Activision executives were in euphoric mood as of Friday last week, overwhelmed by the incessant cash register rings generated by the latest Call of Duty virtual mayhem. The new game title clocked $US500 million sales after its full-day of commercial debut, reports said.
"Call of Duty is the biggest entertainment launch of the year for the fourth year in a row," Activision chief executive Bobby Kotick was reported by PC Magazine as saying, pointing to the Black Ops 2's "first day sales of over half a billion dollars worldwide."
This feat only affirmed that Activision has created a strong brand following underpinned in the CoD gaming franchise, added Activision Publishing chief Eric Hirshberg, citing the excitement and success previously spawned by earlier CoD titles such as Modern Warfare and the first Black Ops.
It has become some sort of a tradition for the gaming world, Mr Hirshberg told PC Magazine.
"Every November we do more than just the launch of a game, we kick off an annual, unofficial but worldwide phenomenon called the Call of Duty season," he said.
Early reviews of this latest CoD instalment highlighted the Hollywood treatment employed by Treyarch Studios in developing the game, relying on the mindset of David Goyer to create a world that hosts the exploits of two Black Ops operators spanning two generations of Cold War.
The father-son tandem of Alex and David Mason, personas to be assumed by Blacks Ops 2 players in the single-campaign mode of the game, was pitted by Mr Goyer to the nefarious handiworks of Latino terror leader Raul Menendez.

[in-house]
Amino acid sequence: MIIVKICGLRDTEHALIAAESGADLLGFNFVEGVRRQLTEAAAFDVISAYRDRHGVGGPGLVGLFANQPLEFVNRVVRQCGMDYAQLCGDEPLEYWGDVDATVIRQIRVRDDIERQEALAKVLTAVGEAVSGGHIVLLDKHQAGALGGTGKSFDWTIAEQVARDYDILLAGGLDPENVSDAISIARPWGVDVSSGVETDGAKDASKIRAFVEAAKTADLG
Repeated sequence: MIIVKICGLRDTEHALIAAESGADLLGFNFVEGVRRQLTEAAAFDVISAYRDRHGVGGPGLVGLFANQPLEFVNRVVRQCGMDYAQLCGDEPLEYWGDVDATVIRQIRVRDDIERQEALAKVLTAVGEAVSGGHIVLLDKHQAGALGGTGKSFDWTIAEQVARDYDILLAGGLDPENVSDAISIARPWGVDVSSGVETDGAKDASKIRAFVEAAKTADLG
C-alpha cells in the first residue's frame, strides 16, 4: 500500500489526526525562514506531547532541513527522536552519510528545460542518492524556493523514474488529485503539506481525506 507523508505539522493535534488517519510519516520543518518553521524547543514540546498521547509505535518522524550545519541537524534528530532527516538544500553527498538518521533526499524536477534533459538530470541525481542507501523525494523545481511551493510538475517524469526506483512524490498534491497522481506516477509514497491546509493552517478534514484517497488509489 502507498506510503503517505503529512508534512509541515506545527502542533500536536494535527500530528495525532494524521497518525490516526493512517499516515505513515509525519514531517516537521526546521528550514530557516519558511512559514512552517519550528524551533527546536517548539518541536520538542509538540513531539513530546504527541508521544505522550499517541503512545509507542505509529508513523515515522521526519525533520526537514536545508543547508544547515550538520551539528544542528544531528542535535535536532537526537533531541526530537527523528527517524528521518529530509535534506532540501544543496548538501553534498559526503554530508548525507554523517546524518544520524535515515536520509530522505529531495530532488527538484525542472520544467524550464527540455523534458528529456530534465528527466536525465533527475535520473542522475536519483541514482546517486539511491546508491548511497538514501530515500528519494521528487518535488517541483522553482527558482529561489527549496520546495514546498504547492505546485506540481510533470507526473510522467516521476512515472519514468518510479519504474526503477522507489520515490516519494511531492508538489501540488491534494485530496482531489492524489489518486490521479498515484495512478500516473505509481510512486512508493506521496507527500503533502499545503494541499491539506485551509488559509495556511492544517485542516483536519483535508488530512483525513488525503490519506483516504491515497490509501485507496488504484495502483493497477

Mr Goyer, of course, is the brain behind The Dark Knight Rises, and for the wars unravelling in the new Black Ops, his narrative overlaps into two time zones in which the United States are waging war with both the Soviet Union and China.
The first conflict was motivated by political differences, the second spat is more specific, CNN said, as the U.S. and China attempt to corner what in 2025 is considered as very precious - rare earth minerals.
Mr Goyer's storyline is "disjointed but compelling," Larry Frum, reviewing for CNN, said.
"The game's single-player campaign staggers like a drunken New Year's reveller between the past and the future. Missions hop from one time to another with little or no continuity between the actions," Mr Frum observed.
Black Ops 2, he added, is a typical first-person shooter combat game that offers "plenty of weapon choices and some destructible environments make for fast-paced, frenetic battle scenes."
Players wanting to skip Mr Goyer's script would surely enjoy the multiplayer mode, Mr Frum said, echoing earlier sentiments that the strength of CoD game actually lies on the network gaming world where millions meet to 'annihilate' each other.
The game's Zombie mode "does make a nice change of pace from all the realism of the regular combat," wrote Mr Frum.
And in the end, Black Ops 2 "does provide an emotionally intense single-player story, an enjoyably silly zombie mode and enough multiplayer modes for everyone to find a good game," he concluded.
For Matt Cabral of Entertainment Weekly, the strongest come-on deployed by Treyarch developers with Black Ops 2 is the ability of players to modify their respective characters, a concept that "encourages a more cerebral approach by commanding other soldiers."
This leads to "a more immersive, personal story that ultimately supports a richer experience," Mr Cabral added.
The game is a fusion of tried-and-tested formula and significant and subtle changes that "ultimately make for a stronger ... and more accessible (gaming) experience," he further wrote.
Racking up hundreds of millions in record time, Black Ops 2 is expected to carve a name for itself as one of pop culture's biggest hits, EOnline reported.
"Call of Duty belongs to this pantheon of games which have actually transcended to become pop-culture phenomena, and therefore command an audience in millions ... To put it in comparison, it's larger than most Hollywood blockbuster opening weekends," gaming consultancy firm TechSavvy chief Scott Steinberg told the online publication.
To contact the editor, e-mail: